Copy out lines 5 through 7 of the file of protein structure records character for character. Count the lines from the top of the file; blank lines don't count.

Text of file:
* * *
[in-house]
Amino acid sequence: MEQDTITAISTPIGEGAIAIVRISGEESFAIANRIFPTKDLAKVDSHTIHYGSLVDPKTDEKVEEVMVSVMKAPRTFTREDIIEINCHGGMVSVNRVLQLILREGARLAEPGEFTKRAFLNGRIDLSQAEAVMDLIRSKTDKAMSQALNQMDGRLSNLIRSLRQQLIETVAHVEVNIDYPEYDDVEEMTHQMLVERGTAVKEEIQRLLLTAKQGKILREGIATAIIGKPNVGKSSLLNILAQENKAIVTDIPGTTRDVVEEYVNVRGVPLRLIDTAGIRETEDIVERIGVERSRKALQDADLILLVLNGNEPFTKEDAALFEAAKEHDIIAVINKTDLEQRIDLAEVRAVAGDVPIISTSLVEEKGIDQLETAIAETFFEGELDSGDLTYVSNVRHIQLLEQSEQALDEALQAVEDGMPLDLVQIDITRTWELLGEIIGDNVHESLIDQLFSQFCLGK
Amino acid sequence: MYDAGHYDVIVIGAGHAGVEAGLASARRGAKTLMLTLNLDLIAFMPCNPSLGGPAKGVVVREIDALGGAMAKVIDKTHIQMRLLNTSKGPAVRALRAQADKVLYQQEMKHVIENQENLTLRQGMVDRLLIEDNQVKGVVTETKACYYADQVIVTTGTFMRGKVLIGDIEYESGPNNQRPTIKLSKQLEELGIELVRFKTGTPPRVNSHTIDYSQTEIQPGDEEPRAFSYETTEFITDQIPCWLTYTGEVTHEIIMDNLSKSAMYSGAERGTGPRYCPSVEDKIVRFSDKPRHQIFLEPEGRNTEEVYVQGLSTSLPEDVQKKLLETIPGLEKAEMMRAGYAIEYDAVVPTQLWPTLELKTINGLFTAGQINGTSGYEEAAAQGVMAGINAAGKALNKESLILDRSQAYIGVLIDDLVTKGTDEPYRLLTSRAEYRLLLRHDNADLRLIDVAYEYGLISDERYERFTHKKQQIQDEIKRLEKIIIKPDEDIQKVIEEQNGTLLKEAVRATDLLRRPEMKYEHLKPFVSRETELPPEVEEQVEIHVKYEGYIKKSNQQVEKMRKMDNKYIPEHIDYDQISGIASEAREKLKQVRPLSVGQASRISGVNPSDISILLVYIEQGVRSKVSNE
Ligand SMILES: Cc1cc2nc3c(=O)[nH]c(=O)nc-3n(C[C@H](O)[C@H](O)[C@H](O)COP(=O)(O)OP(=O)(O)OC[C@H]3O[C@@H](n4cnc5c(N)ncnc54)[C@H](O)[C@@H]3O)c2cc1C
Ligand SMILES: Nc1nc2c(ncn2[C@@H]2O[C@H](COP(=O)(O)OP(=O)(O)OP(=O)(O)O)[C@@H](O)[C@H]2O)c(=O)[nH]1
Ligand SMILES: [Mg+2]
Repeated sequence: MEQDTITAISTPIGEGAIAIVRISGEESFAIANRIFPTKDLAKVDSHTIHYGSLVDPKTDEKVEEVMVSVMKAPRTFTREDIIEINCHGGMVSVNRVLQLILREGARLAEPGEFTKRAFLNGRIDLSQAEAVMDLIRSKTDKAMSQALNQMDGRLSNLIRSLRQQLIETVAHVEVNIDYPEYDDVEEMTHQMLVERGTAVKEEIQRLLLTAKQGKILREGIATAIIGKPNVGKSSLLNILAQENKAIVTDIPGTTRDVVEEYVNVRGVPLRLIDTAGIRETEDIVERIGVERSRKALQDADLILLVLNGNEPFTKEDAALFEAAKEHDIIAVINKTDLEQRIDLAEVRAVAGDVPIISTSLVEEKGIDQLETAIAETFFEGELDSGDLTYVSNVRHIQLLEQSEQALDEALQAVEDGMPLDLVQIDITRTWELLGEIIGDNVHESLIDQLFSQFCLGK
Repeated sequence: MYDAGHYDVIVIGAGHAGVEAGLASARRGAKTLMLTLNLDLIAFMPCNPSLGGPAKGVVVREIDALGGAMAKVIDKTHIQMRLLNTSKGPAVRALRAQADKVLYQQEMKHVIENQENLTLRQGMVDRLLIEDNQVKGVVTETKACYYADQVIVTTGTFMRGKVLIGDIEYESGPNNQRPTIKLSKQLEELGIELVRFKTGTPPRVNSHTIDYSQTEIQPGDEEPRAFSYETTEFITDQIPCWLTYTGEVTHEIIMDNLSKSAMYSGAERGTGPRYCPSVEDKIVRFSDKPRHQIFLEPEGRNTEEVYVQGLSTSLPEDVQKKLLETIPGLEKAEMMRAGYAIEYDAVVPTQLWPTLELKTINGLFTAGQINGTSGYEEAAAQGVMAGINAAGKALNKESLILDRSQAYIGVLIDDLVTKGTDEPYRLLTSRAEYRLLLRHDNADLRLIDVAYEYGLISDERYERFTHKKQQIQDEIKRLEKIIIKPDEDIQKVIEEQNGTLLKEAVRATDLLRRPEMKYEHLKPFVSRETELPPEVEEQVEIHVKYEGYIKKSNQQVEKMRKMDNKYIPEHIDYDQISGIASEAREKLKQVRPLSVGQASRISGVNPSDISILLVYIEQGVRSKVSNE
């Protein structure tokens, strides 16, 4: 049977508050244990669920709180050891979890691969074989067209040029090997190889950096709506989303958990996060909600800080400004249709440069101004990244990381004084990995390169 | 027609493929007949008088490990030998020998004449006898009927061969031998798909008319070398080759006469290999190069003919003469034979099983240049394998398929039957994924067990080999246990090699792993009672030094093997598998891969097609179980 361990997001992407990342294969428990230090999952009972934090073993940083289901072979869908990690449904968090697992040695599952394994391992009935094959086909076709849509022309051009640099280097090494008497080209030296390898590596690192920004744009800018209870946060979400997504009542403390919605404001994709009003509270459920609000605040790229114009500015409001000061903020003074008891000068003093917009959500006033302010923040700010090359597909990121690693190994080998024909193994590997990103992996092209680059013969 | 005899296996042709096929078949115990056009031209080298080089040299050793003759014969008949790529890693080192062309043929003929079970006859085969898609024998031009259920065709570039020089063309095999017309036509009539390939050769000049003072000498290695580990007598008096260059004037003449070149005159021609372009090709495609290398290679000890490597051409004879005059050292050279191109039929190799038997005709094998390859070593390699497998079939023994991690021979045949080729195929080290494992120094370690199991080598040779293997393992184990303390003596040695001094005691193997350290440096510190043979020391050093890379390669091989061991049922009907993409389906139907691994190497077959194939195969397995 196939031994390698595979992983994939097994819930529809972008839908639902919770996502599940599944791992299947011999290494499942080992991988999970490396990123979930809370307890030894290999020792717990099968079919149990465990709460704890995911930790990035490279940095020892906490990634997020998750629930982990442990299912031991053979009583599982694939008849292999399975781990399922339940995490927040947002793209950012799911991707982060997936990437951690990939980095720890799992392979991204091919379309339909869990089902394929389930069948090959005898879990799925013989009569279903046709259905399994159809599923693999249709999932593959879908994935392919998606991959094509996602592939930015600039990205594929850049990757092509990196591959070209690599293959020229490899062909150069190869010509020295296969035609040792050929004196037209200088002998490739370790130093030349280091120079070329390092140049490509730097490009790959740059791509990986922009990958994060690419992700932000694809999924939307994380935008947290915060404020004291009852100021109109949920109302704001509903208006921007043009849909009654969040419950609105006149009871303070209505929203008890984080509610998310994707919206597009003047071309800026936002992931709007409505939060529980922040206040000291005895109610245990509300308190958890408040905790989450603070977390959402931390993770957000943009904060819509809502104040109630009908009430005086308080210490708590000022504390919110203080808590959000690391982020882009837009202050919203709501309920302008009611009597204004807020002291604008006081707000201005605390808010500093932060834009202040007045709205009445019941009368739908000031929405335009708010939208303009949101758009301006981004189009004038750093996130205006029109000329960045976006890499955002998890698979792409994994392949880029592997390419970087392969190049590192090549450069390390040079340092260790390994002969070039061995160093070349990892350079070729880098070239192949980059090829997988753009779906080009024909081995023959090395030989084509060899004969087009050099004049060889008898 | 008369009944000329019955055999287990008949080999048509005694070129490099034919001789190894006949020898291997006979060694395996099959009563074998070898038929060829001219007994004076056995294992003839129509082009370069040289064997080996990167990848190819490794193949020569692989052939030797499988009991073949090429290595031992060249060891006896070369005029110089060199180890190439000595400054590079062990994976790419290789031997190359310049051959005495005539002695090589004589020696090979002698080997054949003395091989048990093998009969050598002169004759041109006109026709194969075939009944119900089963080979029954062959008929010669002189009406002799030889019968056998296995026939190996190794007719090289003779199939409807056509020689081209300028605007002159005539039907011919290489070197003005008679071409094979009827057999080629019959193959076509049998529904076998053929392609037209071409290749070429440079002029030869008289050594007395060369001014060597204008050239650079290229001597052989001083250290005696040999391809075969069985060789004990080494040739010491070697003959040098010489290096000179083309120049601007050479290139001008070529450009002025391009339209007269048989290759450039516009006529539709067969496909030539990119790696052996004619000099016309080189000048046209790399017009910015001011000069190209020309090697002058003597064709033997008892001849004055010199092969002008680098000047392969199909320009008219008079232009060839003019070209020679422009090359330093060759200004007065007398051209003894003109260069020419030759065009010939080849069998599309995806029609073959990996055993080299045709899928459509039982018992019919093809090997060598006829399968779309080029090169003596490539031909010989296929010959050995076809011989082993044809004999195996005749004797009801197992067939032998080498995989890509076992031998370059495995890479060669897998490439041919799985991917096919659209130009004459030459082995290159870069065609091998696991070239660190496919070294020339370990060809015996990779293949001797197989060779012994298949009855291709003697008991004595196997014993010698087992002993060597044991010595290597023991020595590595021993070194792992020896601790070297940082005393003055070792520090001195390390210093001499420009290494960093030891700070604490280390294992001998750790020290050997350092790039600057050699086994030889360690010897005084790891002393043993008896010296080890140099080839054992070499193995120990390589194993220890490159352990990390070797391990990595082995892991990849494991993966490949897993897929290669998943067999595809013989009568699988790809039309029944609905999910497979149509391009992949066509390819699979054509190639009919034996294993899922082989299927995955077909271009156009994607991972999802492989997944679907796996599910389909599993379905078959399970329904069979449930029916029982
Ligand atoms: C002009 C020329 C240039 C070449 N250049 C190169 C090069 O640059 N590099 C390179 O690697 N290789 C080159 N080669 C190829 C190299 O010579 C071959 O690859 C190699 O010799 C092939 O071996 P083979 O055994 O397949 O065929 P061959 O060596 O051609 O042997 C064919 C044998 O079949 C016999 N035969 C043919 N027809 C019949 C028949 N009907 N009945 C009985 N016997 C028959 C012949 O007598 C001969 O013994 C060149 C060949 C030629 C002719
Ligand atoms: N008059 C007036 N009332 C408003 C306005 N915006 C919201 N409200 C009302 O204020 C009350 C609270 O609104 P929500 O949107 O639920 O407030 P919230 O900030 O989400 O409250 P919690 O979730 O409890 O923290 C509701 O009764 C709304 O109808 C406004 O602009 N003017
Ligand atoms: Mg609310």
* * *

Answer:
Ligand SMILES: Nc1nc2c(ncn2[C@@H]2O[C@H](COP(=O)(O)OP(=O)(O)OP(=O)(O)O)[C@@H](O)[C@H]2O)c(=O)[nH]1
Ligand SMILES: [Mg+2]
Repeated sequence: MEQDTITAISTPIGEGAIAIVRISGEESFAIANRIFPTKDLAKVDSHTIHYGSLVDPKTDEKVEEVMVSVMKAPRTFTREDIIEINCHGGMVSVNRVLQLILREGARLAEPGEFTKRAFLNGRIDLSQAEAVMDLIRSKTDKAMSQALNQMDGRLSNLIRSLRQQLIETVAHVEVNIDYPEYDDVEEMTHQMLVERGTAVKEEIQRLLLTAKQGKILREGIATAIIGKPNVGKSSLLNILAQENKAIVTDIPGTTRDVVEEYVNVRGVPLRLIDTAGIRETEDIVERIGVERSRKALQDADLILLVLNGNEPFTKEDAALFEAAKEHDIIAVINKTDLEQRIDLAEVRAVAGDVPIISTSLVEEKGIDQLETAIAETFFEGELDSGDLTYVSNVRHIQLLEQSEQALDEALQAVEDGMPLDLVQIDITRTWELLGEIIGDNVHESLIDQLFSQFCLGK